I am disappointed that there is no one to protest and lament the killings, especially since the Ahmadi community seems to have been silenced by years of discrimination and persecution. I was six years old and attending a Quran class when the maulvi sahib blatantly refused to teach two of my friends, Maham and Rija. I remember his words, his eyes flaming with hate as he refused to let them sit in his class, or even touch ‘their’ Quran. I did not understand why no one protested, why they had chosen to leave the room silently, as if the hate and discrimination was expected. I found myself in the same dilemma on Friday, when after one of the largest attacks against them in the history of Pakistan, this was the only official statement issued on behalf of the Ahmadi community.

Despite what has happened no Ahmadi has taken to the streets in protest; no Ahmadi has displayed anything but patience. Instead we have turned towards God and prayed for the victims, for their bereaved relatives and for the long term peace and prosperity of Pakistan. We will continue with this example no matter what is thrown at us in the full certainty that God is with us and always will be.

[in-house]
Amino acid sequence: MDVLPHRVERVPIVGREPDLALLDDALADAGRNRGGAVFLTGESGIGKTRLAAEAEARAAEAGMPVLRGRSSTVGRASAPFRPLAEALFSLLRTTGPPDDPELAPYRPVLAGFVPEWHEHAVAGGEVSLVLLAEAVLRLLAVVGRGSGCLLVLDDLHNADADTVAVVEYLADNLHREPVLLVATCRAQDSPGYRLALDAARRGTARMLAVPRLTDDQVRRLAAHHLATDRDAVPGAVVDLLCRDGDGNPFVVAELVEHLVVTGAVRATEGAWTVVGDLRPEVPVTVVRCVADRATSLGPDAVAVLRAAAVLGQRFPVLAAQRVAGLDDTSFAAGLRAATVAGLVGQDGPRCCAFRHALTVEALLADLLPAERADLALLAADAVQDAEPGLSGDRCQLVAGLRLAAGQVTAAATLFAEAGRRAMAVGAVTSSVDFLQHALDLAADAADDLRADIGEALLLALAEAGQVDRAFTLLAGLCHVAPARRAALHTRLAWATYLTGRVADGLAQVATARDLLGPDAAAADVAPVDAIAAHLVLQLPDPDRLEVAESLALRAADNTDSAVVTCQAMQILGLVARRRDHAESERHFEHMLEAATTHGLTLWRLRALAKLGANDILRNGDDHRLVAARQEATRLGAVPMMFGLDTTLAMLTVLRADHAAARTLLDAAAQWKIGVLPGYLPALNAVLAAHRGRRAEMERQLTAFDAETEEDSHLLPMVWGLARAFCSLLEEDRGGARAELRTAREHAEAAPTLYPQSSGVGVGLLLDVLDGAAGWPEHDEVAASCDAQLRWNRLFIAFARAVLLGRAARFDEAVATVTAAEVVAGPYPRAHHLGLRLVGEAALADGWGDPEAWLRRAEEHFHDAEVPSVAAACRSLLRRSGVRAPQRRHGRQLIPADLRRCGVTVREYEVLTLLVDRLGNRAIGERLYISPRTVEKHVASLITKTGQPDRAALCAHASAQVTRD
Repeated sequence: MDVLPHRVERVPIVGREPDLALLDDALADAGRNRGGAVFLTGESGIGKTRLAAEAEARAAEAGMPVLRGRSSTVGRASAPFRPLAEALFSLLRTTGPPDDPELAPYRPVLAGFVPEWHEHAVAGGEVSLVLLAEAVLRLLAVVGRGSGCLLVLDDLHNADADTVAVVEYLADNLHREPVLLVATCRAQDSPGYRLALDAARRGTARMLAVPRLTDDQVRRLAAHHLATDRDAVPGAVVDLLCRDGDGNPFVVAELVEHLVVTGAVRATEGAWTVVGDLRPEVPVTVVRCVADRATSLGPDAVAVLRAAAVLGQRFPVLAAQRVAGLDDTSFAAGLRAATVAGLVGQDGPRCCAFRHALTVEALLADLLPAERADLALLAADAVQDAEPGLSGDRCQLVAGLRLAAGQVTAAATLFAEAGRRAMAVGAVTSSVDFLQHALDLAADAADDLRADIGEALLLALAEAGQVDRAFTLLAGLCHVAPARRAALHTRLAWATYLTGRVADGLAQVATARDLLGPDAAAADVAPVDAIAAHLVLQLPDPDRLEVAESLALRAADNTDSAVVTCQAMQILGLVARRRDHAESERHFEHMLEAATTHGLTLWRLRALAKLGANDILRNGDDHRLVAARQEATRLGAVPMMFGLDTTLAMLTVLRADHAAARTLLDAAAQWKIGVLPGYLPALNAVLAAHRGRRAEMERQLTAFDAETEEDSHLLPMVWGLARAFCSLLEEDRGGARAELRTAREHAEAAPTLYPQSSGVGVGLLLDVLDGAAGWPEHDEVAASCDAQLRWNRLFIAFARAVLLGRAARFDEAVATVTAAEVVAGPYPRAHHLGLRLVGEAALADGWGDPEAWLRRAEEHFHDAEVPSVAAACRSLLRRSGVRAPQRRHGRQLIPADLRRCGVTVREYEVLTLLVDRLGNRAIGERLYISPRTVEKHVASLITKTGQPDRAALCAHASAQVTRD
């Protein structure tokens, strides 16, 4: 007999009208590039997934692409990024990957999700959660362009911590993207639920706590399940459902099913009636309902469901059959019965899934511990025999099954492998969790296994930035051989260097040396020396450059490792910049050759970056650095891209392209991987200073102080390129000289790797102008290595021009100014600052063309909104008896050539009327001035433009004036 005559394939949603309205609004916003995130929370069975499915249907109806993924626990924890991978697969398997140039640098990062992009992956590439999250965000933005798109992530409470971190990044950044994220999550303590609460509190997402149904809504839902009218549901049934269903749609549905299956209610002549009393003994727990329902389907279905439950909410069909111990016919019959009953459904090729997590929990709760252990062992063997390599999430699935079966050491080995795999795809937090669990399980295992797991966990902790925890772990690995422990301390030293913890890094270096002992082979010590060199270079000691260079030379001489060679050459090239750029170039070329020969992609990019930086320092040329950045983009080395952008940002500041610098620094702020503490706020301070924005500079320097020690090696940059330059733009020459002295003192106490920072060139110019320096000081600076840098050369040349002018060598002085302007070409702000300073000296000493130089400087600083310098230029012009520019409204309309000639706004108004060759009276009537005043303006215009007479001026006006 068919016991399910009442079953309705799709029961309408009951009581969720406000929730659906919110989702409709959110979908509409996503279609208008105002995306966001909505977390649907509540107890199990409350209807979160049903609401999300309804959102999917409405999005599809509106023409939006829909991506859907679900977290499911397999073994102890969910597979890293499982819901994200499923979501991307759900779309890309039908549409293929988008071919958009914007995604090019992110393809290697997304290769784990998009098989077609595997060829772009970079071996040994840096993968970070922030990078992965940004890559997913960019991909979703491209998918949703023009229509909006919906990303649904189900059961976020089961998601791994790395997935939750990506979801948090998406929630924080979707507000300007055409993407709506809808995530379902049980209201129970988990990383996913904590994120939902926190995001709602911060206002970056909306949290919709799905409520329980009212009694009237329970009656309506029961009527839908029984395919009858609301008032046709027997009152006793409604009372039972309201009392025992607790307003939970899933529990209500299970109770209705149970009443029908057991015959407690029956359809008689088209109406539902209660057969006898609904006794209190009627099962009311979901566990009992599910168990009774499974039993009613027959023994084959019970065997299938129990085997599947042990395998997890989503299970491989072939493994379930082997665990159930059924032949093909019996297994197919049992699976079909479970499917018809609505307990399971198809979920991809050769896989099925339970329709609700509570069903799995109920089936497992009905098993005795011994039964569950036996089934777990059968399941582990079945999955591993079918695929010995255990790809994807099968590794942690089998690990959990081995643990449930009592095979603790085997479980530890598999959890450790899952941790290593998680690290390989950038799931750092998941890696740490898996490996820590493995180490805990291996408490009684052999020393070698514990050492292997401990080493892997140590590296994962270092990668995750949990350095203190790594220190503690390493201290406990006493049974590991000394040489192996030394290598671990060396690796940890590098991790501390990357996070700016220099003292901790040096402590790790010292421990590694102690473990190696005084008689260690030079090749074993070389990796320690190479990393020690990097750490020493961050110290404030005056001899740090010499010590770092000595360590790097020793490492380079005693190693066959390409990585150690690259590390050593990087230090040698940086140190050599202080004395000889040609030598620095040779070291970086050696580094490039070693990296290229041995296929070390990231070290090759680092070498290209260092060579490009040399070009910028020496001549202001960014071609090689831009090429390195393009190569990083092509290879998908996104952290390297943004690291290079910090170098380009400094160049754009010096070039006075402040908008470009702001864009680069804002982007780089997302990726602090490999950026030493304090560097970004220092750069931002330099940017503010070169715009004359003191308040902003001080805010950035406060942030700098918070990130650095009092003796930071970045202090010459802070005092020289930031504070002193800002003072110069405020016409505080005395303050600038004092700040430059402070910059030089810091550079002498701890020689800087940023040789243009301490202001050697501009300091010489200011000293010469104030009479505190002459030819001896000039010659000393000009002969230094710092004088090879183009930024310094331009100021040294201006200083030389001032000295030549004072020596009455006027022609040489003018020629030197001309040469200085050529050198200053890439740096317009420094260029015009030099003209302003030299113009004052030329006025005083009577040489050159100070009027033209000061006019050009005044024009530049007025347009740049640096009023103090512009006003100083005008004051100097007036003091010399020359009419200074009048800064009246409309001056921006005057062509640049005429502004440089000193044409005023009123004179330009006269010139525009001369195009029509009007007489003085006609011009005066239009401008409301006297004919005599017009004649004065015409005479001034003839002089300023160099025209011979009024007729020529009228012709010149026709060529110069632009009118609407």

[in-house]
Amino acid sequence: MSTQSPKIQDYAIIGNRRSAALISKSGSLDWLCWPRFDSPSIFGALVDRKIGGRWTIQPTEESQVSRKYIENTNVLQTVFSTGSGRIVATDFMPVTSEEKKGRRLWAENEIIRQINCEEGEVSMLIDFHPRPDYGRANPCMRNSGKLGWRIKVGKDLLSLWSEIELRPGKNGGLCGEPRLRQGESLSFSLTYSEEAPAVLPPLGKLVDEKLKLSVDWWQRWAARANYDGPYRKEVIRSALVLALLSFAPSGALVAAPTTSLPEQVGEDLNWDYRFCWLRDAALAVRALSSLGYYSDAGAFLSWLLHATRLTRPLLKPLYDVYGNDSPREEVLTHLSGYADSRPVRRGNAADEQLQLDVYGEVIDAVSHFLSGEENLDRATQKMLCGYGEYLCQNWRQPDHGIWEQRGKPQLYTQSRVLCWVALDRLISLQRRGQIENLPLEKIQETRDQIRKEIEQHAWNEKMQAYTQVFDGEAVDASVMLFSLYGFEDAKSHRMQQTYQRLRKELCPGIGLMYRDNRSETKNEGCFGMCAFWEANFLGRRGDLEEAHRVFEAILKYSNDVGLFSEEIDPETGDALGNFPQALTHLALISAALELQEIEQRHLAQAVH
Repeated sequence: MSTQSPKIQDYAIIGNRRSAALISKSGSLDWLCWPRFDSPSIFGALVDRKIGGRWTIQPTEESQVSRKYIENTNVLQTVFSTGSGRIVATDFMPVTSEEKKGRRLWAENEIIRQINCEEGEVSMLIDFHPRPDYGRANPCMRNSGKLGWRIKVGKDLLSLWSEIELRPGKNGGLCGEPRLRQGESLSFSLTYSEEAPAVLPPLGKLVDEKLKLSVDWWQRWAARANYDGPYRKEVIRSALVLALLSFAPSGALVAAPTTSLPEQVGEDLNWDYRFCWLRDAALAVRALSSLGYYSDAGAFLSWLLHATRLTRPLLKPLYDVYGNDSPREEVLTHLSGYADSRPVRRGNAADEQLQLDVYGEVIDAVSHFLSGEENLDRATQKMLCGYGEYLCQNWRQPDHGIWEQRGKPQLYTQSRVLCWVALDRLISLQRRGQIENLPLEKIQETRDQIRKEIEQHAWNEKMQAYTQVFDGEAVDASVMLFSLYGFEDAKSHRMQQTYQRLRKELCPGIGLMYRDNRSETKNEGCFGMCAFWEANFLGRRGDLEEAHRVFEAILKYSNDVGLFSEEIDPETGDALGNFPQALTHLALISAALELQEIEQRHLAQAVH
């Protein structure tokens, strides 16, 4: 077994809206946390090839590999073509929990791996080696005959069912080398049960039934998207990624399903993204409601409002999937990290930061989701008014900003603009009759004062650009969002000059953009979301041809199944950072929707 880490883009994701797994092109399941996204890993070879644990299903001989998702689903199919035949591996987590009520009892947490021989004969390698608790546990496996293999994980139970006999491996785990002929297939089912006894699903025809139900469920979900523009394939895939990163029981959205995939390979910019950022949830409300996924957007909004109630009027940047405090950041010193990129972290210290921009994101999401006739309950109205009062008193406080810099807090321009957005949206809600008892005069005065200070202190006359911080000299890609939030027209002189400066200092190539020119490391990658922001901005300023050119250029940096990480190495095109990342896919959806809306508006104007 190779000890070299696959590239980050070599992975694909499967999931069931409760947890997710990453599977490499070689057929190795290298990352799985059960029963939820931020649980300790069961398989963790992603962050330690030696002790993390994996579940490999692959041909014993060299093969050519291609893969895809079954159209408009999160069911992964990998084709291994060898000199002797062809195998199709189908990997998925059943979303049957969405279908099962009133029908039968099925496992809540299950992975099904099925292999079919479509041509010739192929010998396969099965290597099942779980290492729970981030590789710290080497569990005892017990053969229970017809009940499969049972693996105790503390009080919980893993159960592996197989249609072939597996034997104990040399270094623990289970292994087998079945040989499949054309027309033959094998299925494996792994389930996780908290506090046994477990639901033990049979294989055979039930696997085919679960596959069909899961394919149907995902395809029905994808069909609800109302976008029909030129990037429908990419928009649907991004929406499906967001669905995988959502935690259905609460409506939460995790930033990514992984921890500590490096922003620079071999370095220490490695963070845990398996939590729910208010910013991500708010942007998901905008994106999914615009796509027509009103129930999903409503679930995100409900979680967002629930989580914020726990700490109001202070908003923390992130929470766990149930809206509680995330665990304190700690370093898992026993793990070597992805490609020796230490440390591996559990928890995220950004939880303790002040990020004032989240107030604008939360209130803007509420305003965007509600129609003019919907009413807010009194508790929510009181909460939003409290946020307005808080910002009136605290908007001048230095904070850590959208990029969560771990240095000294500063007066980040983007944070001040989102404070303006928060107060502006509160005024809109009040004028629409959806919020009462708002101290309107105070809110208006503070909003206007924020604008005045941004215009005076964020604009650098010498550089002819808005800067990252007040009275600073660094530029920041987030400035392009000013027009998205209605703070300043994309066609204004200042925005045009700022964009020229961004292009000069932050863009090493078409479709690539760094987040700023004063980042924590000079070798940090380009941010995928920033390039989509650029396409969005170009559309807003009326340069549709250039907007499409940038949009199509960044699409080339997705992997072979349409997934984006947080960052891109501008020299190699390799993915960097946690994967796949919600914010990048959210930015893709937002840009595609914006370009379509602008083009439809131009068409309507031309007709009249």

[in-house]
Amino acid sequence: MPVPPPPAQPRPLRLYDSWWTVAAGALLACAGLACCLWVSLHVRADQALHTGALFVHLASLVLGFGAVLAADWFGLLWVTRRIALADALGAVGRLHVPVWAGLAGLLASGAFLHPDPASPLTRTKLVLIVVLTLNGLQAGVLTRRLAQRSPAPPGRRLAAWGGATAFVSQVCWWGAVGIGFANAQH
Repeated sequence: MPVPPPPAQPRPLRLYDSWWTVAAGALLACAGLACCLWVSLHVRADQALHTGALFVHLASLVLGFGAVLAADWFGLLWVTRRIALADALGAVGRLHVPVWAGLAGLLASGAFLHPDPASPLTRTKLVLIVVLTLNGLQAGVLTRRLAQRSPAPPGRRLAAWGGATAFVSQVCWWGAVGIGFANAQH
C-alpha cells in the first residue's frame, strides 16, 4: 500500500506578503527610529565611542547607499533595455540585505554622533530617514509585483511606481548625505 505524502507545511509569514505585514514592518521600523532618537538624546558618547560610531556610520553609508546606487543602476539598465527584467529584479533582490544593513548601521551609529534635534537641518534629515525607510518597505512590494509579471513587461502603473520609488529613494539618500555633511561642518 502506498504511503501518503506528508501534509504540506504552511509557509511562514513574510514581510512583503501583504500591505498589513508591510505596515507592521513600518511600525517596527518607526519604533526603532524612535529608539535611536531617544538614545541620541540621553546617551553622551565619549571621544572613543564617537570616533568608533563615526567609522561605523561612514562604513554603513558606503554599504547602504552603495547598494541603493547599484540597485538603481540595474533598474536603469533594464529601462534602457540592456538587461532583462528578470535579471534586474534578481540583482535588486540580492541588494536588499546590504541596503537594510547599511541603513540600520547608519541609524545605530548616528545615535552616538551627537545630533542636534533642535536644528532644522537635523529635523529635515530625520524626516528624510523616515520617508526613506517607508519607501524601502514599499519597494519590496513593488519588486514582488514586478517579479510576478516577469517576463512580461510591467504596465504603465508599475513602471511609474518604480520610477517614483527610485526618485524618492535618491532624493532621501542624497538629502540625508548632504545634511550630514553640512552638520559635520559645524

The only reality check regarding this horrifying episode has come from a woman who was attending to one of the people wounded in Friday’s attacks. She refused to accept a bouquet from Interior Minister Rehman Malik, and went on to lambast him for inadequate security provisions at the sites of worship. It was indeed ironic to see dozens of security guards accompany the interior minister to his trip to the hospital to visit the survivors of Friday’s attacks. If only half of those were present to guard the two sites that came under attack, this incident could have been prevented, or, if nothing else, casualties could have been minimised. There is thus absolutely no justification for this act of negligence.

Meanwhile, the social networks have also been abuzz with outrage. Twitter, in particular, was flooded with messages of condemnation, shock, and horror. Many were disgusted by the way in which media outlets were describing the sites that were attacked as ‘worship places’ instead of ‘mosques.’ Others accused the media of downplaying the casualties. Someone remarked how a popular news channel’s comments suggesting ‘worship places should have their own security’ were derogatory and inhumane. There were debates on whether the media channels will count those killed as ‘martyrs,’ and if not, then why not?